Posts tagged with 'social history'
27 November 2009 by Sam
Emma Walmsley from the Maritime Museum’s Education team has just introduced a new character to her repertoire of historical figures. Here she describes how she researched and prepared the performance in order to make it as true to life as possible:
“November saw the first performances of ‘Never at sea’ at the Maritime Museum – a new piece set in Liverpool during World War Two focusing on the city’s involvement in the Battle of the Atlantic.
I play a fictional Wren, May Hatton, based in the secret underground HQ at Derby House which was responsible for co-ordinating the convoys bringing our supplies into the port and for training escort commanders in tactics for contending with the U-Boat threat. Read more…
20 November 2009 by Sam
The photographs in the exhibition Liverpool People by Stephen Shakeshaft have struck a real chord with visitors and brought back a lot of memories, as the comments made during reminiscence sessions in the exhibition have proved. Some of these comments have been included with the photos on the exhibition website now, and there are more below.
If you would like to take part in a reminiscence session there are a few more planned, with the next one taking place tomorrow afternoon. Full details are in the exhibition events programme on the website. Read more…
9 November 2009 by stepheng
Homesickness is like seasickness – you only feel better once you’ve stopped travelling. I have suffered from both and hope I never experience them again.
Longing for home gnaws away at the soul and is almost impossible to eradicate. I found that it was just as much the loss of my cultural roots as the absence of family and friends.
The logistics of moving huge numbers of emigrants through Liverpool involved everything from supplying cabins to the plates they ate off – it was very big business indeed. Read more…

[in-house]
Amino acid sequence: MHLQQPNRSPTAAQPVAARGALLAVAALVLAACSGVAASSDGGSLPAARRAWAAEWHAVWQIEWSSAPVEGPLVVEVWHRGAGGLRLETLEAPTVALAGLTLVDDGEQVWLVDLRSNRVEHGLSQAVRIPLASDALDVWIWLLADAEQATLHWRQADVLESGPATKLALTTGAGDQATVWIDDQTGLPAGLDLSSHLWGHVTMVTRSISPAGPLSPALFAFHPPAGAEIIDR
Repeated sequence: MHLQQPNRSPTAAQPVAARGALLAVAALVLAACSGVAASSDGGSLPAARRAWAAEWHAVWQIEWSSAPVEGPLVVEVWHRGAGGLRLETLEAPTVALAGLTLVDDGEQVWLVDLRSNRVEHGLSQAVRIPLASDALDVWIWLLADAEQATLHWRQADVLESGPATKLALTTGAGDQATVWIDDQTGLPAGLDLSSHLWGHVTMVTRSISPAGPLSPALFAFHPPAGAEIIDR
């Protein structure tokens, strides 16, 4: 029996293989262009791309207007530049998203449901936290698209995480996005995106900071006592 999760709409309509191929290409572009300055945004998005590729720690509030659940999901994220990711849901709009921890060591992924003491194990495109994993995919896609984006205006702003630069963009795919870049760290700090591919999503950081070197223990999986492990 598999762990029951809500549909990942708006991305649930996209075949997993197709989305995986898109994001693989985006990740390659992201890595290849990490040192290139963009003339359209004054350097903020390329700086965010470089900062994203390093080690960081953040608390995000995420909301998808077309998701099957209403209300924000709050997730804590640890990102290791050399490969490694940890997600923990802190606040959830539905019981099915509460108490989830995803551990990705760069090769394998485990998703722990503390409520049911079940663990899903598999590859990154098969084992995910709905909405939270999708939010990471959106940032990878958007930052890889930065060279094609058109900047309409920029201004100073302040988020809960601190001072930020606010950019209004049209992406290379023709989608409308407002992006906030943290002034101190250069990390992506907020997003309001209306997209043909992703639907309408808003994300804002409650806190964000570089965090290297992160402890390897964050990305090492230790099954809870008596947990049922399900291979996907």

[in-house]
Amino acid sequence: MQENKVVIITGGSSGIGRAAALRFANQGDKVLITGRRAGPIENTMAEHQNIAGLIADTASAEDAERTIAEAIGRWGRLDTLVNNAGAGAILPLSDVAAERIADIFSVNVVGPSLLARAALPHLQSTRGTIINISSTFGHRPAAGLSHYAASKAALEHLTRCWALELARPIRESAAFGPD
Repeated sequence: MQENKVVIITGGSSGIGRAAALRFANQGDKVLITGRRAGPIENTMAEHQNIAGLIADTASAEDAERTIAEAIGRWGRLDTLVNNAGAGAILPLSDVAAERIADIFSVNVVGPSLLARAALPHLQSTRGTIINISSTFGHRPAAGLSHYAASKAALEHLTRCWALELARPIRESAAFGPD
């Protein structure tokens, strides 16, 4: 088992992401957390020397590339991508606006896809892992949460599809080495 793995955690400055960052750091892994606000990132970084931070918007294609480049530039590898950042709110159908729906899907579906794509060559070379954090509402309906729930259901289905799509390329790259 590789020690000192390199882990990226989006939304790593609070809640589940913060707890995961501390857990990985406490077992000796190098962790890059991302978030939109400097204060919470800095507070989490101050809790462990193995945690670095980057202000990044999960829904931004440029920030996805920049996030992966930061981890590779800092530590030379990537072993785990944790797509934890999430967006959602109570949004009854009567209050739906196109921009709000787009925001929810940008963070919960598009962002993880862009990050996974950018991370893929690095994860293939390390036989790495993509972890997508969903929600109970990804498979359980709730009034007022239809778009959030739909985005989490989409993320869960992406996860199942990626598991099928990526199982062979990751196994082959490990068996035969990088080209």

19 October 2009 by stepheng
My great aunt married as a very young teenager in Malta (this was 100 years ago).
The child bride later settled in Knotty Ash after giving birth to three children in quick succession nicknamed Boy, Girl and Baby.
Girl became a GI bride in the Second World War and emigrated to the US with her new husband, leaving Boy and Baby behind. Years passed and Girl wrote to say she was coming home to Liverpool for a visit. Read more…
13 October 2009 by Lucy
On Friday 9 October 2009, we were visited by soldiers of the 1st Battalion of the Duke of Lancaster’s Regiment, to support the handover of a rare and historical item to add to the new Museum of Liverpool’s collection.
The object is a Victoria Cross (VC), and although it has been looked after by National Museums Liverpool for some time on loan, it has now been donated to our permanent collections to go on display in the new museum when it opens in 2011. Read more…
6 October 2009 by Sam
Liam Physick, a student at Liverpool University and one of our fantastic youth volunteers, has recently achieved his v50 Award for volunteering for 50 hours for the Museum of Liverpool’s urban history department. Liam did a fantastic job of logging 5,605 comment cards from The Beat Goes On exhibition, which asked for visitors’ Liverpool music memories. The responses will be used in research at the University of Liverpool. Liam says,